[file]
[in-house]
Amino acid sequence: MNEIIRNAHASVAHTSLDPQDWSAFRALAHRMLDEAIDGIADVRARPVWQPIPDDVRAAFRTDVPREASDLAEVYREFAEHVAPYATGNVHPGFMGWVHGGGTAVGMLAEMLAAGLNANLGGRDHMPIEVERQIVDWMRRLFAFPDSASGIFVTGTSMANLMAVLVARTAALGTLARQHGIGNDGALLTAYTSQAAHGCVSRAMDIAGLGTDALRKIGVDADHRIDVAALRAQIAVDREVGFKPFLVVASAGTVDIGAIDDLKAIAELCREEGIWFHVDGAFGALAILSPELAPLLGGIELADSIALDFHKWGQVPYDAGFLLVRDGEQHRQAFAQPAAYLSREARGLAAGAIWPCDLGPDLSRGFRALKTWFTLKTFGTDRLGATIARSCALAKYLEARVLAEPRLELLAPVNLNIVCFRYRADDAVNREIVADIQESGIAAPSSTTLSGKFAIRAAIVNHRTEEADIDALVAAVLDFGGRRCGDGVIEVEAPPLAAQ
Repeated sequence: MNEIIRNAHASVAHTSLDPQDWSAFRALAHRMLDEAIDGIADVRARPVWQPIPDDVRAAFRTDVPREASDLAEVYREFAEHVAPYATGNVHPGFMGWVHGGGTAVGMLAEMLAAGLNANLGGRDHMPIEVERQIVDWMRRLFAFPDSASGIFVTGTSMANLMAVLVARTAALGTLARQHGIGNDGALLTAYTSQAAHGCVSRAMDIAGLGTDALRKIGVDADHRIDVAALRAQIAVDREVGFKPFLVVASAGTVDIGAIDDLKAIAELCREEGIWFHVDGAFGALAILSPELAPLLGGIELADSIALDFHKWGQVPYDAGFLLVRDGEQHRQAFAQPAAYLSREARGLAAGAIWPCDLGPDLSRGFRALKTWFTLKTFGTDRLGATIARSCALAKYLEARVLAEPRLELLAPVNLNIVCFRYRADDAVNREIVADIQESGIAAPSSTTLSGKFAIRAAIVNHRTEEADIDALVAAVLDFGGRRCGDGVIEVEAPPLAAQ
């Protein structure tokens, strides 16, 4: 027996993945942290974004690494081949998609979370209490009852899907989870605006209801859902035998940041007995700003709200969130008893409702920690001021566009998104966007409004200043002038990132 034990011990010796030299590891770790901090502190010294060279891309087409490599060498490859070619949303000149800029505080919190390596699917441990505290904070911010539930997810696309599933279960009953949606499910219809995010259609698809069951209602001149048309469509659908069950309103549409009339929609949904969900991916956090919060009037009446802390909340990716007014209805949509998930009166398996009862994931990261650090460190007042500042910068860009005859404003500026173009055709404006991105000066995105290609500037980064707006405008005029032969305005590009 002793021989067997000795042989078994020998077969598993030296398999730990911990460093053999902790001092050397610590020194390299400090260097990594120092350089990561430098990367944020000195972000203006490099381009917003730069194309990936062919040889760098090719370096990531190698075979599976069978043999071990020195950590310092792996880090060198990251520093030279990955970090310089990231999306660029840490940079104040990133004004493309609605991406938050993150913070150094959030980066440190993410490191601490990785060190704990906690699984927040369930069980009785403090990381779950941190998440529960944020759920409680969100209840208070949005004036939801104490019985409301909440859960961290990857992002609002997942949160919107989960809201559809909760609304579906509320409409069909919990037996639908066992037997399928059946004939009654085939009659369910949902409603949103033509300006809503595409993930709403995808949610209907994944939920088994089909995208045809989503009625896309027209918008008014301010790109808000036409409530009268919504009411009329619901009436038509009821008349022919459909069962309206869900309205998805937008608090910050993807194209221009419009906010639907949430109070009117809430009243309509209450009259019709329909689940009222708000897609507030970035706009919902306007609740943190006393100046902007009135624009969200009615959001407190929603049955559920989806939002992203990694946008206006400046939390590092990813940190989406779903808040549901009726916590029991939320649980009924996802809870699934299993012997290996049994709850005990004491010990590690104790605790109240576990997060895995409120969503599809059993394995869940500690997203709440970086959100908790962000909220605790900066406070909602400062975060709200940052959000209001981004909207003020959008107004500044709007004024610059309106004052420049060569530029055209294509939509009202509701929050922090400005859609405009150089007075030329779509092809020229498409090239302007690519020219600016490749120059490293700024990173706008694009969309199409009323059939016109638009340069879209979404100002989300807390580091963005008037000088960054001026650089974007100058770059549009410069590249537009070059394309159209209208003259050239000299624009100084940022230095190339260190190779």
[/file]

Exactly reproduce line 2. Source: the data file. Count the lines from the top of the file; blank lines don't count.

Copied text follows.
Amino acid sequence: MNEIIRNAHASVAHTSLDPQDWSAFRALAHRMLDEAIDGIADVRARPVWQPIPDDVRAAFRTDVPREASDLAEVYREFAEHVAPYATGNVHPGFMGWVHGGGTAVGMLAEMLAAGLNANLGGRDHMPIEVERQIVDWMRRLFAFPDSASGIFVTGTSMANLMAVLVARTAALGTLARQHGIGNDGALLTAYTSQAAHGCVSRAMDIAGLGTDALRKIGVDADHRIDVAALRAQIAVDREVGFKPFLVVASAGTVDIGAIDDLKAIAELCREEGIWFHVDGAFGALAILSPELAPLLGGIELADSIALDFHKWGQVPYDAGFLLVRDGEQHRQAFAQPAAYLSREARGLAAGAIWPCDLGPDLSRGFRALKTWFTLKTFGTDRLGATIARSCALAKYLEARVLAEPRLELLAPVNLNIVCFRYRADDAVNREIVADIQESGIAAPSSTTLSGKFAIRAAIVNHRTEEADIDALVAAVLDFGGRRCGDGVIEVEAPPLAAQ